Sources: World Bank and International Monetary Fund

Uruguay fully legalized cannabis at the end of 2013, but the first meaningful exports didn’t occur until the end of 2019. They ramped up in 2020.

In August, the government approved rules to promote additional overseas cannabis sales, allowing companies to export plant material that is not registered as medicine in Uruguay. This comes after Uruguay’s medical cannabis export business was dormant for several years—until last year.

Marijuana Business Daily reported that in late 2019, Uruguay-based Fotmer Life Sciences shipped 1,000 kilograms of high-THC cannabis flower to Portugal. It was probably the largest single shipment of psychoactive cannabis flower to date. But in 2020, Fotmer made a second, even larger shipment of almost 1,500 kilograms, also to Portugal.

Fotmer also shipped roughly 500 kilograms to Israel, for a total of about 3,000 kilograms exported as of mid-2020.

No other company has exported high-THC cannabis from Uruguay as of July 2020.

The two huge shipments to Portugal, meanwhile, are unusual for their secretive nature—at least from the importer’s standpoint. So far, no company has publicly taken responsibility for the flower.

Infarmed, the Portuguese regulatory agency responsible for approving imports and exports of narcotics, also would not identify the buyer: “The specific information sought is not public, falling within the scope of the activities of the licensed companies,” the agency told MJBizDaily.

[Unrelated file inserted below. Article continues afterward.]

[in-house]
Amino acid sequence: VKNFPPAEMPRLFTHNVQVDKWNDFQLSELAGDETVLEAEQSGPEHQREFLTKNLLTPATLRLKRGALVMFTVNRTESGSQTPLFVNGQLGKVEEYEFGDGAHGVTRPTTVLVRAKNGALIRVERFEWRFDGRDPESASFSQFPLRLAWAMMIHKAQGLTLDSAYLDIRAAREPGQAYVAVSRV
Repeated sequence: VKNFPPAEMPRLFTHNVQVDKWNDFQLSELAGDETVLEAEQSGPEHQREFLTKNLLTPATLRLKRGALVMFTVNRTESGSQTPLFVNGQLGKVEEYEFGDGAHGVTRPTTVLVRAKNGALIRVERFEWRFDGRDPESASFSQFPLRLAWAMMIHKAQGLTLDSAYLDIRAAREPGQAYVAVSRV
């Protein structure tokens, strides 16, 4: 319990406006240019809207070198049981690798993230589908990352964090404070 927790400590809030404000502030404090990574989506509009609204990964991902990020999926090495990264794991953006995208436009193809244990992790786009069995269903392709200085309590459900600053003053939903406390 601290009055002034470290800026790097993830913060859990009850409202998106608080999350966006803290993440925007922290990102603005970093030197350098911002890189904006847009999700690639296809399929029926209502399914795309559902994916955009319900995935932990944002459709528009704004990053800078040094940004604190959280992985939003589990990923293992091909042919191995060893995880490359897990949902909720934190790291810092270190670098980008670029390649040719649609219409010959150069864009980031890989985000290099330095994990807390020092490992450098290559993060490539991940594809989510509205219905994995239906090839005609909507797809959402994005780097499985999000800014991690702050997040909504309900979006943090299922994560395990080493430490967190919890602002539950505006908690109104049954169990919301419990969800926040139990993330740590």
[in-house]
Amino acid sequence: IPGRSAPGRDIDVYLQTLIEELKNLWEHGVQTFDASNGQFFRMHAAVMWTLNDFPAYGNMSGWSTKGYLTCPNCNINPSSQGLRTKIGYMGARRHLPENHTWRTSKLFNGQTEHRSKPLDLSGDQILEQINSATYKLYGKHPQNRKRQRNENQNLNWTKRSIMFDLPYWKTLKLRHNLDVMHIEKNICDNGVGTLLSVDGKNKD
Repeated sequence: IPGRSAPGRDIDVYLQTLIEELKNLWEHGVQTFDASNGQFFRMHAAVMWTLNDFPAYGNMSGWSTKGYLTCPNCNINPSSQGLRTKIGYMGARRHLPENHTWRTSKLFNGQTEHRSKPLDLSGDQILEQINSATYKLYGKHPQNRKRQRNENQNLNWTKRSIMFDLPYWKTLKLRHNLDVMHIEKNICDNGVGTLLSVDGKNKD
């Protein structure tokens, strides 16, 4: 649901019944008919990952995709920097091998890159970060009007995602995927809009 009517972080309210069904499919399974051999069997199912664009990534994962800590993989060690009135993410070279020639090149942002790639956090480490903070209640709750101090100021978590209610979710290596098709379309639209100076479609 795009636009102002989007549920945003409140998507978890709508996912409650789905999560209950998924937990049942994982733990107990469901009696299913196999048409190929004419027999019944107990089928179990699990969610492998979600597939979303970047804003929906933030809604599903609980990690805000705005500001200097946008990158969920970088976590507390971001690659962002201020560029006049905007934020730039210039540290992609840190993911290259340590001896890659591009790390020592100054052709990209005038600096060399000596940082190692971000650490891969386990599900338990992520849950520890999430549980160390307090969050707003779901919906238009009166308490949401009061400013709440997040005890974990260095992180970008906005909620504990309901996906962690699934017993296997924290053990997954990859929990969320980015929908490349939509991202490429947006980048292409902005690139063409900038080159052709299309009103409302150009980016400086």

Portugal has a regulatory framework that allows domestic sales of medical cannabis. But no Portuguese company has been able to get the necessary approval to begin selling to domestic patients. For that reason, it seems even more unusual that the high-THC flower was shipped to the European nation late last year—unless it was used for research or the shipments were destined for another country.

The declared customs value of the latest Fotmer shipment to Portugal was about $2 per gram, lower than the first shipment, which registered a value of $3.20 per gram.

Uruguay also began exporting hemp flower recently, with two companies shipping a total of 2,834 kilograms for an average price declared in customs of 16 cents per gram to Switzerland as of Aug. 5.